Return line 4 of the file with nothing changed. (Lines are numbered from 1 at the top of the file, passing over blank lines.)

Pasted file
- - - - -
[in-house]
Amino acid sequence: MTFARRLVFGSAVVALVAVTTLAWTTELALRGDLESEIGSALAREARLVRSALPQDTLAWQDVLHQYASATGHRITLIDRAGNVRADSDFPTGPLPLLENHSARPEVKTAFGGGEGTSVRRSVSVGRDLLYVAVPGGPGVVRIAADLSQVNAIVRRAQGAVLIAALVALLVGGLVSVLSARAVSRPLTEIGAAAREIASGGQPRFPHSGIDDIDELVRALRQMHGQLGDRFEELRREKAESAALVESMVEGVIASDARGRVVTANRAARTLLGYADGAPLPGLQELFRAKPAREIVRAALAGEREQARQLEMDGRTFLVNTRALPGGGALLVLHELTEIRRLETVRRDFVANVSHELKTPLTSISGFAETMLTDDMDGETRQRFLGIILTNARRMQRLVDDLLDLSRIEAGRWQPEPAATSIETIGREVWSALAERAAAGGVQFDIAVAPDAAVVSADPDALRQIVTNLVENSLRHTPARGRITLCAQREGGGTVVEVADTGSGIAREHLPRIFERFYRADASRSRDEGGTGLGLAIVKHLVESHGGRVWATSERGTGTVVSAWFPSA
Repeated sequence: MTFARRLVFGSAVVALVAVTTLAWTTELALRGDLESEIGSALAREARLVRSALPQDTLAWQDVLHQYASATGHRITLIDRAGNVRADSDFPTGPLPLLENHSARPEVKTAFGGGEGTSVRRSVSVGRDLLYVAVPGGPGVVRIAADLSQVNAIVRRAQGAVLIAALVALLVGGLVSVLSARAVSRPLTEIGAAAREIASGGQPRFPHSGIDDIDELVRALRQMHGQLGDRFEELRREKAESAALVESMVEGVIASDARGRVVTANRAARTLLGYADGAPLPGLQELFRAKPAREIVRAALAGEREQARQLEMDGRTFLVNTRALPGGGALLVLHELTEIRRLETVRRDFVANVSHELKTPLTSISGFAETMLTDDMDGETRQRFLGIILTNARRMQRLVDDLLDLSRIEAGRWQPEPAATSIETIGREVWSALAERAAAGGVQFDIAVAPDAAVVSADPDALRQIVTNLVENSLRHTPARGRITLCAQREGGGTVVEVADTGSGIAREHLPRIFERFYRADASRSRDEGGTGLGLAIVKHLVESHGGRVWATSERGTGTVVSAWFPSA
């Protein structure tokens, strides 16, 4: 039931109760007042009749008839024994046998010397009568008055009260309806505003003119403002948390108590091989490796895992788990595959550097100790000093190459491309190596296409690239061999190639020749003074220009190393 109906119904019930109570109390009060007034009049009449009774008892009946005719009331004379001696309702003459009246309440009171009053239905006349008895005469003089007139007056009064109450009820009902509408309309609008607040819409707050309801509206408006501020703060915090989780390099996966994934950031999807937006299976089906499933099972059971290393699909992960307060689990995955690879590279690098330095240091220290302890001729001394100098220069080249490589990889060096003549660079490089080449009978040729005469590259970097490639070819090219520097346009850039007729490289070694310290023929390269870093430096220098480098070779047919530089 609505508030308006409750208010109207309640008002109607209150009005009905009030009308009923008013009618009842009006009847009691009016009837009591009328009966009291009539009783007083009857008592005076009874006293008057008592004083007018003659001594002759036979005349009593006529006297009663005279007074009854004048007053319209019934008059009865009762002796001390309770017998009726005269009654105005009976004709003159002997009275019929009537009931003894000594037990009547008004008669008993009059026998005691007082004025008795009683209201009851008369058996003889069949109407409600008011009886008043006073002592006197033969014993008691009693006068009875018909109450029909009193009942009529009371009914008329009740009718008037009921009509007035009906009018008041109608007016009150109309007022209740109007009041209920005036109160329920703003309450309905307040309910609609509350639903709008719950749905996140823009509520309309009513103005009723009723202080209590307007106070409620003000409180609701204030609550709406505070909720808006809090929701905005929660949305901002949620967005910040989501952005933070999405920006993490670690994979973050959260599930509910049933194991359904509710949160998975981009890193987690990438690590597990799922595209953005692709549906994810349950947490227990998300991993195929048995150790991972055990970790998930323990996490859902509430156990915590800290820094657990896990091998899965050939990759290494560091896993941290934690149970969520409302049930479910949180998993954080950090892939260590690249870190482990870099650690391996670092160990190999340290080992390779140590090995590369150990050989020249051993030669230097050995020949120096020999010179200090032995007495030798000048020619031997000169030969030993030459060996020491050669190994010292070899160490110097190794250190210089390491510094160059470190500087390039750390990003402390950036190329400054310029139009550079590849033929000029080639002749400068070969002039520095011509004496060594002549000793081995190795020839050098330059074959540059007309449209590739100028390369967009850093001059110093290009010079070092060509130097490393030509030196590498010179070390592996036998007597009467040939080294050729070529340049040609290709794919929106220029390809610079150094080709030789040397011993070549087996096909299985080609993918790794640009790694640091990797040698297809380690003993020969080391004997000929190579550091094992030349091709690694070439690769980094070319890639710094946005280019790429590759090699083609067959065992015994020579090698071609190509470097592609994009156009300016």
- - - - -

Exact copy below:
């Protein structure tokens, strides 16, 4: 039931109760007042009749008839024994046998010397009568008055009260309806505003003119403002948390108590091989490796895992788990595959550097100790000093190459491309190596296409690239061999190639020749003074220009190393 109906119904019930109570109390009060007034009049009449009774008892009946005719009331004379001696309702003459009246309440009171009053239905006349008895005469003089007139007056009064109450009820009902509408309309609008607040819409707050309801509206408006501020703060915090989780390099996966994934950031999807937006299976089906499933099972059971290393699909992960307060689990995955690879590279690098330095240091220290302890001729001394100098220069080249490589990889060096003549660079490089080449009978040729005469590259970097490639070819090219520097346009850039007729490289070694310290023929390269870093430096220098480098070779047919530089 609505508030308006409750208010109207309640008002109607209150009005009905009030009308009923008013009618009842009006009847009691009016009837009591009328009966009291009539009783007083009857008592005076009874006293008057008592004083007018003659001594002759036979005349009593006529006297009663005279007074009854004048007053319209019934008059009865009762002796001390309770017998009726005269009654105005009976004709003159002997009275019929009537009931003894000594037990009547008004008669008993009059026998005691007082004025008795009683209201009851008369058996003889069949109407409600008011009886008043006073002592006197033969014993008691009693006068009875018909109450029909009193009942009529009371009914008329009740009718008037009921009509007035009906009018008041109608007016009150109309007022209740109007009041209920005036109160329920703003309450309905307040309910609609509350639903709008719950749905996140823009509520309309009513103005009723009723202080209590307007106070409620003000409180609701204030609550709406505070909720808006809090929701905005929660949305901002949620967005910040989501952005933070999405920006993490670690994979973050959260599930509910049933194991359904509710949160998975981009890193987690990438690590597990799922595209953005692709549906994810349950947490227990998300991993195929048995150790991972055990970790998930323990996490859902509430156990915590800290820094657990896990091998899965050939990759290494560091896993941290934690149970969520409302049930479910949180998993954080950090892939260590690249870190482990870099650690391996670092160990190999340290080992390779140590090995590369150990050989020249051993030669230097050995020949120096020999010179200090032995007495030798000048020619031997000169030969030993030459060996020491050669190994010292070899160490110097190794250190210089390491510094160059470190500087390039750390990003402390950036190329400054310029139009550079590849033929000029080639002749400068070969002039520095011509004496060594002549000793081995190795020839050098330059074959540059007309449209590739100028390369967009850093001059110093290009010079070092060509130097490393030509030196590498010179070390592996036998007597009467040939080294050729070529340049040609290709794919929106220029390809610079150094080709030789040397011993070549087996096909299985080609993918790794640009790694640091990797040698297809380690003993020969080391004997000929190579550091094992030349091709690694070439690769980094070319890639710094946005280019790429590759090699083609067959065992015994020579090698071609190509470097592609994009156009300016």